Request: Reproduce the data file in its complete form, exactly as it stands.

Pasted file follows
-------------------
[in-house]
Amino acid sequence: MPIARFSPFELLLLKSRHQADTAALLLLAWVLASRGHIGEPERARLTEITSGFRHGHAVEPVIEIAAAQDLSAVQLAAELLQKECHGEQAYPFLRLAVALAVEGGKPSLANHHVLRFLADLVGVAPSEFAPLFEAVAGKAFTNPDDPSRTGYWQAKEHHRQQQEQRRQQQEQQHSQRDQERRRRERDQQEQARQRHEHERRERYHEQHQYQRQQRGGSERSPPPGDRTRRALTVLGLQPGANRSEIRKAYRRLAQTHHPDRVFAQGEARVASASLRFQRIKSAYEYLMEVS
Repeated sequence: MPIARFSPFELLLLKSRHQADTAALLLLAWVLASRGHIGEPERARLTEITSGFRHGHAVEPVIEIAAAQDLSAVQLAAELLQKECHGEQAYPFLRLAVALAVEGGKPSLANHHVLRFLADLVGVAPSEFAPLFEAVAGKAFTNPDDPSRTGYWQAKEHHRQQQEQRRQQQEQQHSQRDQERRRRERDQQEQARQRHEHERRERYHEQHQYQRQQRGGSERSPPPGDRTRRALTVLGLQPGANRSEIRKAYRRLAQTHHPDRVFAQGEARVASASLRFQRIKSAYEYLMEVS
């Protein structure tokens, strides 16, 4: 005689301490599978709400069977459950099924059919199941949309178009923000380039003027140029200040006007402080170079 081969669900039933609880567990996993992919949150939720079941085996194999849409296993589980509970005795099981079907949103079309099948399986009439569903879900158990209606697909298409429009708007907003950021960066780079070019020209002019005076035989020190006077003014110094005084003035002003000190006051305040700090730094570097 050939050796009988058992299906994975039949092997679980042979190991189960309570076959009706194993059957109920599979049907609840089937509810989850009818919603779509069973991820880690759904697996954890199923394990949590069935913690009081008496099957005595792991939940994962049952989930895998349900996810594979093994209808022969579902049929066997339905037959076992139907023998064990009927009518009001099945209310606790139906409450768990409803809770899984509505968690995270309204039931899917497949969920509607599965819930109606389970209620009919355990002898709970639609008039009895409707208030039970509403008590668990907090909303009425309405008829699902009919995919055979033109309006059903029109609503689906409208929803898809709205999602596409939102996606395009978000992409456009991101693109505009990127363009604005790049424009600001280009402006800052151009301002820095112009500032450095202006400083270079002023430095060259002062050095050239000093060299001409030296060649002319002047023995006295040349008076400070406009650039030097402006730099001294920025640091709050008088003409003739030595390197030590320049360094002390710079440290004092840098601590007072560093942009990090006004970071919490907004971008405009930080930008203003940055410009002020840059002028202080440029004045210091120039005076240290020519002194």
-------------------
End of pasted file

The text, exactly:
[in-house]
Amino acid sequence: MPIARFSPFELLLLKSRHQADTAALLLLAWVLASRGHIGEPERARLTEITSGFRHGHAVEPVIEIAAAQDLSAVQLAAELLQKECHGEQAYPFLRLAVALAVEGGKPSLANHHVLRFLADLVGVAPSEFAPLFEAVAGKAFTNPDDPSRTGYWQAKEHHRQQQEQRRQQQEQQHSQRDQERRRRERDQQEQARQRHEHERRERYHEQHQYQRQQRGGSERSPPPGDRTRRALTVLGLQPGANRSEIRKAYRRLAQTHHPDRVFAQGEARVASASLRFQRIKSAYEYLMEVS
Repeated sequence: MPIARFSPFELLLLKSRHQADTAALLLLAWVLASRGHIGEPERARLTEITSGFRHGHAVEPVIEIAAAQDLSAVQLAAELLQKECHGEQAYPFLRLAVALAVEGGKPSLANHHVLRFLADLVGVAPSEFAPLFEAVAGKAFTNPDDPSRTGYWQAKEHHRQQQEQRRQQQEQQHSQRDQERRRRERDQQEQARQRHEHERRERYHEQHQYQRQQRGGSERSPPPGDRTRRALTVLGLQPGANRSEIRKAYRRLAQTHHPDRVFAQGEARVASASLRFQRIKSAYEYLMEVS
């Protein structure tokens, strides 16, 4: 005689301490599978709400069977459950099924059919199941949309178009923000380039003027140029200040006007402080170079 081969669900039933609880567990996993992919949150939720079941085996194999849409296993589980509970005795099981079907949103079309099948399986009439569903879900158990209606697909298409429009708007907003950021960066780079070019020209002019005076035989020190006077003014110094005084003035002003000190006051305040700090730094570097 050939050796009988058992299906994975039949092997679980042979190991189960309570076959009706194993059957109920599979049907609840089937509810989850009818919603779509069973991820880690759904697996954890199923394990949590069935913690009081008496099957005595792991939940994962049952989930895998349900996810594979093994209808022969579902049929066997339905037959076992139907023998064990009927009518009001099945209310606790139906409450768990409803809770899984509505968690995270309204039931899917497949969920509607599965819930109606389970209620009919355990002898709970639609008039009895409707208030039970509403008590668990907090909303009425309405008829699902009919995919055979033109309006059903029109609503689906409208929803898809709205999602596409939102996606395009978000992409456009991101693109505009990127363009604005790049424009600001280009402006800052151009301002820095112009500032450095202006400083270079002023430095060259002062050095050239000093060299001409030296060649002319002047023995006295040349008076400070406009650039030097402006730099001294920025640091709050008088003409003739030595390197030590320049360094002390710079440290004092840098601590007072560093942009990090006004970071919490907004971008405009930080930008203003940055410009002020840059002028202080440029004045210091120039005076240290020519002194």